The loss of jobs over the past two months in Manitoba has created the most bleak employment picture since the Great Depression of the 1930s.
Nonetheless, Manitoba is doing better than anywhere else in Canada based on key labour statistics.
Between February and April, the province lost nearly 84,900 jobs, most of them at retail stores, wholesalers, restaurants and hotels, Statistics Canada reported Friday as part of its monthly labour survey.
That 84,900 figure includes Manitobans who are unemployed as well as those no longer considered part of the workforce because they’re unable to look for work — either because their industries don’t exist at the moment or they must stay home to care for kids or other dependents.
Economists used the term “effective unemployment” to describe the number of conventionally unemployed workers plus former workers who can’t even look for jobs due to the pandemic.
Effective unemployment was 23 per cent in April in Manitoba, lower than in any other province.
Effective unemployment paints a more complete picture than unemployment on its own, said Trevor Tombe, a Universality of Calgary economist.
“Because there are many people who are not counted as technically part of the labour force because they’re out of work and not looking, we need a broader measure to truly get a sense of scale here,” Tombe said in an interview.
While there’s nothing positive to be gleaned from the knowledge one in four working-age Manitobans were forced on to the sidelines in April, every other province fared worse.
Effective unemployment hovered around 30 per cent in most provinces and approached 40 per cent in both Quebec and Newfoundland & Labrador.
Manitoba also did relatively well in two other measures of employment carnage. This province experienced the smallest percentage decline in Canada in total working hours between February and April.
The total hours worked in Manitoba dropped by 19 per cent over the two-month span. The loss of hours in other provinces ranged from 22.2 per cent in Saskatchewan to 36.4 per cent in Quebec.
The average Manitoban worker also lost fewer hours than the average worker in other provinces. The average working-age Manitoban spent 6.9 per cent fewer hours at work in April than they did in February.
In the rest of the country, the average worker lost anywhere from 11 per cent of their hours in Saskatchewan to 21.8 per cent of their time on the job in Quebec.
To be clear, these are flimsy silver livings. Still, Manitoba’s relatively strong employment showing compared to the rest of the country demands examination.
There are a number of potential explanations.
For starters, Manitoba reported very few cases of COVID-19 during the initial weeks of the pandemic and relatively few cases compared to its population overall.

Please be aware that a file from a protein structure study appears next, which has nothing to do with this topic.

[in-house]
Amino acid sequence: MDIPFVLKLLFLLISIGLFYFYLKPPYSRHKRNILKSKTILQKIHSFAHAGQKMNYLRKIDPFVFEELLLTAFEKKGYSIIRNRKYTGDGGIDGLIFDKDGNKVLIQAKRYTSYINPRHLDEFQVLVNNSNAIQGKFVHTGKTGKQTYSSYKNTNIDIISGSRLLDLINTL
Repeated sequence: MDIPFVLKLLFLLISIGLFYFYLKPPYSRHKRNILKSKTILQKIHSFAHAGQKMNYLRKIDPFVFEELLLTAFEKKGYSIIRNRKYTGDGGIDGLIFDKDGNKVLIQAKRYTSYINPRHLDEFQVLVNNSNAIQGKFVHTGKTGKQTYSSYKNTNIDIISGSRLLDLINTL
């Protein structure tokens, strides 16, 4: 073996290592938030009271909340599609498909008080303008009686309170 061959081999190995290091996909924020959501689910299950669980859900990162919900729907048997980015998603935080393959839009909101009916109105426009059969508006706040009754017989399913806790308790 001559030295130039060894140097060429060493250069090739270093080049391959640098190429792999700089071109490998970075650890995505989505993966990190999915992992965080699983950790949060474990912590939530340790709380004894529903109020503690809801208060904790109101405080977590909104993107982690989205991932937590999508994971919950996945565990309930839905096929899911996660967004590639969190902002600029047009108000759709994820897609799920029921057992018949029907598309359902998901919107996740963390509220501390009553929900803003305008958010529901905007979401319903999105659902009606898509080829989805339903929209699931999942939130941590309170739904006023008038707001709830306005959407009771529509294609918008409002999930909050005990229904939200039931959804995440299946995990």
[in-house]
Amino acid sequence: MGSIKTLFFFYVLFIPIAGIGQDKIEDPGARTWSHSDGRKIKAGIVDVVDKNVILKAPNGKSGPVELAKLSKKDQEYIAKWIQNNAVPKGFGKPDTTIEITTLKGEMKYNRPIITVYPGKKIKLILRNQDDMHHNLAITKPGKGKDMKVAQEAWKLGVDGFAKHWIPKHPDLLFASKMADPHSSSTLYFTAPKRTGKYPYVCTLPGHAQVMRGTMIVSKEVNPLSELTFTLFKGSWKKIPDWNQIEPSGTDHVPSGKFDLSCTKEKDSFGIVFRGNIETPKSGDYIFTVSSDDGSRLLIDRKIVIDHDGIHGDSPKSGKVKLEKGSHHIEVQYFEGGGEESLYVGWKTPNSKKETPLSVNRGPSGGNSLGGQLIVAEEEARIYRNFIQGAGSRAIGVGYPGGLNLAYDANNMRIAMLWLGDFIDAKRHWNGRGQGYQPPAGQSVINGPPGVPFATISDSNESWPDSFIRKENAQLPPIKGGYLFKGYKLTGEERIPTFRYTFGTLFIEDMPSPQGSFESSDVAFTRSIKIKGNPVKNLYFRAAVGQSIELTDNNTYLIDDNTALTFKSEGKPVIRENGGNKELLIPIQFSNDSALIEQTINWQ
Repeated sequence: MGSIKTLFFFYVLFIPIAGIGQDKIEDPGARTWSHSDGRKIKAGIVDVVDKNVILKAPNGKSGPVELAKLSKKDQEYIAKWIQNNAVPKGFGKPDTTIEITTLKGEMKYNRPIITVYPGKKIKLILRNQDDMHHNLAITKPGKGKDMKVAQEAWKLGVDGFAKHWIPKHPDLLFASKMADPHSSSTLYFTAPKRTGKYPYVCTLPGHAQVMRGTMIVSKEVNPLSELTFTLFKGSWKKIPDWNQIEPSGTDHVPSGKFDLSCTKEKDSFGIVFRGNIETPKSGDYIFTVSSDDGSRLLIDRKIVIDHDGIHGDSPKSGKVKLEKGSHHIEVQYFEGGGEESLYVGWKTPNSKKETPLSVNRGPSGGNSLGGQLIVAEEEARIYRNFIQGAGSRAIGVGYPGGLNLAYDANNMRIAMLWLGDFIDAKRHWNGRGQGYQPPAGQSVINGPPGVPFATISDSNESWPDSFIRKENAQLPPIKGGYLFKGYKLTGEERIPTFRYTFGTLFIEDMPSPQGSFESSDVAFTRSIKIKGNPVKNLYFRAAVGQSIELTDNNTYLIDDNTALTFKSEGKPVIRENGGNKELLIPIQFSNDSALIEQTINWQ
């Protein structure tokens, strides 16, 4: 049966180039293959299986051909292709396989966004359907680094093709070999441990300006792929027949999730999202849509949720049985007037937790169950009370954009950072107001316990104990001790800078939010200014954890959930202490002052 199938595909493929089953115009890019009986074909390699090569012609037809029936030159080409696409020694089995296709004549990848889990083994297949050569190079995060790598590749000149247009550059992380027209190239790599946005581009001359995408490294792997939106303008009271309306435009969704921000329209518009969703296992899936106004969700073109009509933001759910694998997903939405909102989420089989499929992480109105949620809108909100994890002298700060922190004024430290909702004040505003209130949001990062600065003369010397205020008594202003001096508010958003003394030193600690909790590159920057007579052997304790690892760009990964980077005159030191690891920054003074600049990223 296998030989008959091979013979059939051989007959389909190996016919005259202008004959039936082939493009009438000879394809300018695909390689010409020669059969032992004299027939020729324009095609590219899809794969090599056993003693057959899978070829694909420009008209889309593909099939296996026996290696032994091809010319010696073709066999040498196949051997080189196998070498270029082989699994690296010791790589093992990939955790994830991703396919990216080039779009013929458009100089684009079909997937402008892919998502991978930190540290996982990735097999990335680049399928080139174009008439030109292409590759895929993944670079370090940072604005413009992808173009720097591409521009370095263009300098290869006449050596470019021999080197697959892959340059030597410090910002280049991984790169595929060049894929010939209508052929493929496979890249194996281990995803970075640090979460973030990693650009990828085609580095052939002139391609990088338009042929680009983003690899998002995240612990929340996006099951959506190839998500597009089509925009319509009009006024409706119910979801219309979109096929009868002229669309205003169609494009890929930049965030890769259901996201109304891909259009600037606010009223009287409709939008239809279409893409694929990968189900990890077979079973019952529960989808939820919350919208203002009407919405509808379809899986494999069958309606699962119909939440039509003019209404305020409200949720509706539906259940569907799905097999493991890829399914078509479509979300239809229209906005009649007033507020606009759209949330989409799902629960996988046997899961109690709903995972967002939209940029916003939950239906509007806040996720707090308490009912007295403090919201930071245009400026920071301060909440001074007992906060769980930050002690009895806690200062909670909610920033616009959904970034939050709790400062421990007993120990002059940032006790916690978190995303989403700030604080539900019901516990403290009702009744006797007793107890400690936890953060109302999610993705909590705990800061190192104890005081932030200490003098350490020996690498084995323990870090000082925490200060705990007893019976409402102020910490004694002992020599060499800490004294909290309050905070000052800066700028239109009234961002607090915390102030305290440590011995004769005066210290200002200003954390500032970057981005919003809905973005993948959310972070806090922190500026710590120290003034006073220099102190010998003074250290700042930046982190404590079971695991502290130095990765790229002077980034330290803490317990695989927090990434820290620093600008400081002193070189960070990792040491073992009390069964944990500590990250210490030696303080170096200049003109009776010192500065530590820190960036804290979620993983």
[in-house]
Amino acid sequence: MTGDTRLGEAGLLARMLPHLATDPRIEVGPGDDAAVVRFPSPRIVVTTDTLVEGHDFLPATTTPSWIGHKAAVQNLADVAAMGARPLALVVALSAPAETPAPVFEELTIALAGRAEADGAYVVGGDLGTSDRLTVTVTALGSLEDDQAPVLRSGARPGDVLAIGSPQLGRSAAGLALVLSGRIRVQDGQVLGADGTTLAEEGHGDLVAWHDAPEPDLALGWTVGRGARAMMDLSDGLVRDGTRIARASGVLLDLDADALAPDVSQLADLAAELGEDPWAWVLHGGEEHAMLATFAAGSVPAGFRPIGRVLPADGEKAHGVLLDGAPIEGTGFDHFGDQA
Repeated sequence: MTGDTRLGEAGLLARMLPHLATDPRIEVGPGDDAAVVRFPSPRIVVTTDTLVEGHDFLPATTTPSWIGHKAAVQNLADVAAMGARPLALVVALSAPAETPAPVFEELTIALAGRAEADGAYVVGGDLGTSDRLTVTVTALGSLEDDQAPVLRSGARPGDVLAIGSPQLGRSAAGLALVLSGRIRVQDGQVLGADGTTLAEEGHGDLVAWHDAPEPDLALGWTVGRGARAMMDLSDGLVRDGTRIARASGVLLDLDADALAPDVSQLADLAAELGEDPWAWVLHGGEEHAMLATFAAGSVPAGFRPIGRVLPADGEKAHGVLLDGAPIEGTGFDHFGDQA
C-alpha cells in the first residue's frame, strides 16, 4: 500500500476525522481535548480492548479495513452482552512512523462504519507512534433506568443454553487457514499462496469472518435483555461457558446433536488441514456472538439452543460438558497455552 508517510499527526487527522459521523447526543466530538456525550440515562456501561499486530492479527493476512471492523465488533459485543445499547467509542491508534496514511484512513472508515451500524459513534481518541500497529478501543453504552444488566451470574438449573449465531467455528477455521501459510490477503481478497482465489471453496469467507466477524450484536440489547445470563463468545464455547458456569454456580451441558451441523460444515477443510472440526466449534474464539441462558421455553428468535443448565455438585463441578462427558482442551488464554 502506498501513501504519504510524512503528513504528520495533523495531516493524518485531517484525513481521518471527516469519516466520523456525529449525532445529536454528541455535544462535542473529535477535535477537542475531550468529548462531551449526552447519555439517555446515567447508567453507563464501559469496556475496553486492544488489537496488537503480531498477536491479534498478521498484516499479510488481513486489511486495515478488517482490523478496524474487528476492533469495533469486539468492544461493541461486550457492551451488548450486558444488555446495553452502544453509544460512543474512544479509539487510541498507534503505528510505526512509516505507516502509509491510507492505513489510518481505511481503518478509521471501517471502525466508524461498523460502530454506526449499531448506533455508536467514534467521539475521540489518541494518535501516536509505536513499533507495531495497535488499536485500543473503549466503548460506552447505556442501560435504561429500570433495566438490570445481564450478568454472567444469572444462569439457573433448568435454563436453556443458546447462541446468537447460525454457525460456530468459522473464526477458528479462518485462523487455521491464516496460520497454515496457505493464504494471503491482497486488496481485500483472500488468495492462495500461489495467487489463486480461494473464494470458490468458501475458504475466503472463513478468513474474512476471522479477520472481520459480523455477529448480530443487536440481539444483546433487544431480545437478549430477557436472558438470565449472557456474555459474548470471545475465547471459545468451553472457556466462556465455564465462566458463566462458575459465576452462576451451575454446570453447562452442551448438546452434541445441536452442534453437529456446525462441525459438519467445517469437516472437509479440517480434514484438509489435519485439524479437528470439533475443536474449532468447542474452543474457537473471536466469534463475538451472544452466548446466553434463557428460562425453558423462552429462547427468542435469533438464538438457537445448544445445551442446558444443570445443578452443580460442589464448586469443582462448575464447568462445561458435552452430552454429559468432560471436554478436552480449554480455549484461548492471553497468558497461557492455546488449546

Given how disruptive the illness is — demanding quarantines and shuttering workplaces — it makes sense to see Manitoba’s relatively favourable economic picture mirror its public health outcome.
It’s also plausible the nature of Manitoba’s economic shutdown threw fewer people out of work. While some provinces banned all non-essential business, Manitoba allowed retailers to continue operating with curbside pickup.
“Our lockdown wasn’t as comprehensive as others,” said Phil Cyrenne, a University of Winnipeg economist. “I think that should help us in general.”
Just as significantly, Manitoba held on to more of its public-sector workers between February and April than did most other provinces.
According to Statistics Canada, 2.1 per cent of Manitoba public-sector workers lost their jobs between February and April. Only in New Brunswick and Nova Scotia did smaller proportions of public-sector employees wind up out of work.
In Ontario, Alberta and B.C., closer to six per cent of public-sector workers wound up unemployed. The figure was 9.5 per cent in Quebec.
These tallies include all public-sector workers, not just provincial employees. In Manitoba, Finance Minister Scott Fielding said the provincial public workforce will be cut by an average of 2.2 per cent.
The province got closer to that goal on Monday, when Crown corporation Manitoba Hydro signalled its intention to lay off as many as 700 workers.
There’s no guarantee Manitoba’s relative good fortune in terms of job losses will translate into an earlier economic recovery. Too many variables remain unknown.
“I don’t think businesses are ready for how long it will take to rehire people,” said Cyrenne, noting some people collecting Canada Emergency Response Benefits are earning more than they did when they held minimum-wage jobs.
The even greater question is how badly the loss of 84,900 jobs will impact the rest of the economy, as the loss of consumer spending power spins off into manufacturing, transportation and other sectors of the economy.
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